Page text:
On Tuesday, September 13, the US Census Bureau released their annual data with some surprisingly positive results.
The number of insured and the median income rose while the poverty rate decreased. The overall poverty rate now stands at 13.5 percent, a decrease of 1.2 percentage points between 2014 and 2015. That represents the biggest percentage point drop in poverty since 1999. Even with the progress that still translates into more than 43 million poor people in a country of more than 312 million people. In terms of decreases there are 3.5 million fewer people in poverty in 2015 compared to 2014.
In regard to health insurance coverage there were positive trends in this area also with the number of uninsured and the percentage of uninsured down to 9.1 percent from 10.4 percent from the previous year. That translates into a decrease of 4 million uninsured. The number of people without health insurance declined to 29 million from 33 million between 2014 and 2015. The state with the lowest percentage of uninsured is Massachusetts at 2.8 percent while the state with the highest rate of uninsured individuals was the state of Texas at 17.1 percent. Texas is one of the states that has not taken the option to extend Medicaid coverage under the Affordable Care Act. Despite that the uninsured rate decreased in 47 states with only North Dakota, South Dakota and Wyoming not experiencing a significant decrease in the uninsured rates. South Dakota and Wyoming have not taken the ACA option to expand Medicaid coverage.
In regard to the overall income the median household income increased by 5.2 percent. In 2015 the average median income was $56,516 from the $53,718 in the previous year. This is the first annual increase in that figure since 2007 before the great recession.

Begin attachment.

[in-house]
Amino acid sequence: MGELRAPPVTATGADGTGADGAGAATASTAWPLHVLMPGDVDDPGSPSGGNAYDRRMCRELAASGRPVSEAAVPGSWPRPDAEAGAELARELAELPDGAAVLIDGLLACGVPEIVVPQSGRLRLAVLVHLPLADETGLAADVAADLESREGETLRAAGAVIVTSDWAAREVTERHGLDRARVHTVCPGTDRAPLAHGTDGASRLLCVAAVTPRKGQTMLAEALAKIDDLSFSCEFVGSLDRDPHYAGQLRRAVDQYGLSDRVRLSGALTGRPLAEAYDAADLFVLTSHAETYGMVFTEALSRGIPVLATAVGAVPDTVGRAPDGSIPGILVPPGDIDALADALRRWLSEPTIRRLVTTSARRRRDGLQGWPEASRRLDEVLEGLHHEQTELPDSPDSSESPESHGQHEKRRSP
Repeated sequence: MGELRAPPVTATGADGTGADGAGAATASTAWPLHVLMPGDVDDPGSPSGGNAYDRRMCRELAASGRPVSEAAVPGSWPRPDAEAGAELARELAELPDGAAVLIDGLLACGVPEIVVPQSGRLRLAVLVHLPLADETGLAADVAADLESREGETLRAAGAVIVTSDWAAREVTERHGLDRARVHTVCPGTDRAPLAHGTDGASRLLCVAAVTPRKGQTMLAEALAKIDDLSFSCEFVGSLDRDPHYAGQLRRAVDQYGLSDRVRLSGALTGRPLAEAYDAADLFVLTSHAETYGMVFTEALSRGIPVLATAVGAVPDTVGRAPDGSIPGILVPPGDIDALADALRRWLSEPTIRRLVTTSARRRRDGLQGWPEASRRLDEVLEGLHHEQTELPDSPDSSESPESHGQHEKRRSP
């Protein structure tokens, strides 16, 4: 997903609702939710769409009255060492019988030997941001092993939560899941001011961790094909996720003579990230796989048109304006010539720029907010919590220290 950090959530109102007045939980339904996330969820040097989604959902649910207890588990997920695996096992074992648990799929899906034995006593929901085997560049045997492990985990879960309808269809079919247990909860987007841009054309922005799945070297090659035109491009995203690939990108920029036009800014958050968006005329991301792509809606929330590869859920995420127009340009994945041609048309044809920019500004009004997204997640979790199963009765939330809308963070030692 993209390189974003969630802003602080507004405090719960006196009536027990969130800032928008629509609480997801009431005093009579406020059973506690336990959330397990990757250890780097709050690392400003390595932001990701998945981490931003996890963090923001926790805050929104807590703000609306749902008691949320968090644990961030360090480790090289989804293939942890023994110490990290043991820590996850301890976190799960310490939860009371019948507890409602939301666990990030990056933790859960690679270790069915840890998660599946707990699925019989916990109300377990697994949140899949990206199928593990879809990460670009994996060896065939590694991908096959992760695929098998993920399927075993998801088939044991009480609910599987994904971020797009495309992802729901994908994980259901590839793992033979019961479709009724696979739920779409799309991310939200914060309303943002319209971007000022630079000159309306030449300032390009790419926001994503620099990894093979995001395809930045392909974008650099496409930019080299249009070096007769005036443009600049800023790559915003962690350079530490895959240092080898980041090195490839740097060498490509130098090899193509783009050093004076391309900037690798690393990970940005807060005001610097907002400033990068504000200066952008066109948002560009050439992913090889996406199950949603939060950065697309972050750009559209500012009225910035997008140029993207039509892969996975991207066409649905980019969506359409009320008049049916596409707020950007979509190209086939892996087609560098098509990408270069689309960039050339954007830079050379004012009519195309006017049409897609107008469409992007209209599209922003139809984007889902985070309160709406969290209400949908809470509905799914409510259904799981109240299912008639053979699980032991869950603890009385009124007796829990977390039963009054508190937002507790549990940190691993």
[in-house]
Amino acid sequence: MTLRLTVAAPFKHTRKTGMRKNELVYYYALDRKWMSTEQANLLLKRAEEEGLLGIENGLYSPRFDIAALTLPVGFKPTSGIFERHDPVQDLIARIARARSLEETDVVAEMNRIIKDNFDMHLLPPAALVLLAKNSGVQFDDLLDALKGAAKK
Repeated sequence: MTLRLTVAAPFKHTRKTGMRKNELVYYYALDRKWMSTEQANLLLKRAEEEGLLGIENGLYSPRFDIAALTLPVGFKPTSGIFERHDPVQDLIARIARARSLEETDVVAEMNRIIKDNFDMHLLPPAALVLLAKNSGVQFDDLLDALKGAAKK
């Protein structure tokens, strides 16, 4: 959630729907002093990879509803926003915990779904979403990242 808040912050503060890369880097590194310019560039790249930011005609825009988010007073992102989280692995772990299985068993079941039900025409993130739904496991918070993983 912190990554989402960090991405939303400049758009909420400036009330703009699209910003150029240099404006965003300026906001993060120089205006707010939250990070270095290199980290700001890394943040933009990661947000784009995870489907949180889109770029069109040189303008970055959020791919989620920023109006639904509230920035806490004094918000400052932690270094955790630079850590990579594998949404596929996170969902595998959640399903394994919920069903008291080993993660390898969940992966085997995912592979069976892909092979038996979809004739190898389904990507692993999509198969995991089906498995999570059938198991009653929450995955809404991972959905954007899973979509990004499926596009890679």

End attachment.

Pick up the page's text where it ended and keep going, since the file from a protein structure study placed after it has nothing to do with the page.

Family household incomes was set at $72,000 and non-family households was $33,805 also increases of 5.3 and 5.4 percent respectively. By racial breakdown of the median income for Hispanic households increased by 6.1 percent, for non-Hispanic white households the increase was 4.4 percent and for black households 4.1 percent. All regions of the country experienced increases in income with the West getting of the biggest increase of 6.4 percent and the South the lowest at 2.9 percent.
In terms of poverty for families, poverty stood at 10.4 percent—equal to 8.6 million families. That is a decreased from 9.5 million families in 2014. In 2015 5.4 percent of married couples were in poverty while the numbers were worse for households headed up by a single adult. For households headed up by a woman the poverty rate was 28.2 percent and for single families headed by a man the poverty rate stood at 14.9 percent. Both figures are lower than the year before.
Despite the good news the poverty rate still showed a disparity especially at younger ages. Children under the age of five still had the highest poverty rate at 21.4 percent or 4.2 million children. Also unchanged were young adults ages 18 to 24 with the poverty rate at 19.6 percent. Seventy percent of poor children and 84 percent of low income children (those at twice the poverty rate) lived with at least one worker in the family. Approximately one third of black children and three in ten Hispanic children live in poverty despite high levels of work in those households.